Philodendrons also produce cataphylls, which are modified leaves that surround the newly forming leaves. The cataphylls serve the purpose of protecting the developing leaves. The cataphylls are usually green, leaf-like, and rigid while they are protecting the leaf. In some species they can even be rather succulent. Once the leaf has been fully formed, the cataphyll usually remains attached where the stem and base of the leaf meet. In Philodendron, cataphylls typically fall into two categories: deciduous and persistent types. For deciduous cataphylls the cataphyll will curl away from the leaf once it has formed and begin to dry out, eventually turning brown. While it's drying out it remains attached to the stem for a period of time before finally falling off the plant. In its place the cataphyll leaves a scar on the stem where it was attached. Deciduous cataphylls are typically found on vining Philodendron, whereas persistent cataphylls are typically found on epiphytic Philodendron or appressed climbers. For these types the cataphylls are prevented from falling off in a timely manner due to the short internodes of the plant. The cataphylls will remain attached, dry out, and eventually become broken down by the weather and decomposition. Eventually they will become nothing more than fibers attached at the node. In some Philodendron the cataphylls build up over time and eventually form a wet mass at the nodes. This may serve the purpose of keeping emerging roots moist and of providing some form of lubrication to new leaves.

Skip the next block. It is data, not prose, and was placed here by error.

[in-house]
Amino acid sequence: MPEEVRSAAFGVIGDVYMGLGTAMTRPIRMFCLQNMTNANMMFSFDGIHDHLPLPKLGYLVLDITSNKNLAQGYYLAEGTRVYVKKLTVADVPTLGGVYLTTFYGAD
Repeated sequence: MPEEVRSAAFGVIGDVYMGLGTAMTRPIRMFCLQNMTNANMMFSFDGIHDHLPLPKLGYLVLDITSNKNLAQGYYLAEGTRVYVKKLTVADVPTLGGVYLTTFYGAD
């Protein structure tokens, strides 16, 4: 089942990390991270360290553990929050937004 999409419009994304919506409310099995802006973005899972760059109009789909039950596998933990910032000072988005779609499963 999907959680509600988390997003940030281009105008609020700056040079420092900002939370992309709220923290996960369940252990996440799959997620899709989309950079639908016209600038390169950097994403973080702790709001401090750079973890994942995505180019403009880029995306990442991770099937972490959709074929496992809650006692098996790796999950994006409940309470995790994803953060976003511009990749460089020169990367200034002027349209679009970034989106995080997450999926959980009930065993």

Philodendrons have both aerial and subterranean roots. The aerial roots are found in many shapes and sizes and originate from most of the plant's nodes or occasionally from an internode. The size and number of aerial roots per node depends on the presence of a suitable substrate for the roots to attach themselves. Aerial roots serve two primary purposes. They allow the Philodendron to attach itself to a tree or other plant and they allow it to collect water and nutrients. As such the roots are divided morphologically into these two categories. Aerial roots that are used for attaching to trees tend to be shorter, more numerous, and sometimes have a layer of root hairs attached. Whereas aerial roots that serve the purpose of collecting water and nutrients tend to be thicker and longer. These feeder roots tend to attach flush with the substrate that the Philodendron is attached to and make their way directly downwards in search of soil. In general, feeder roots tend to show both positive hydrotropic and negative heliotropic behavior. Characteristic to the roots in Philodendrons is the presence of sclerotic hypodermis, which are cylindrical tubes inside the epidermis that can be up to one to five cells long. The cells that line the sclerotic hypodermis are elongated and tend to be hardened. Additionally, underneath the epidermis is found a unique layer of cells that have a pattern of long cells followed by short cells.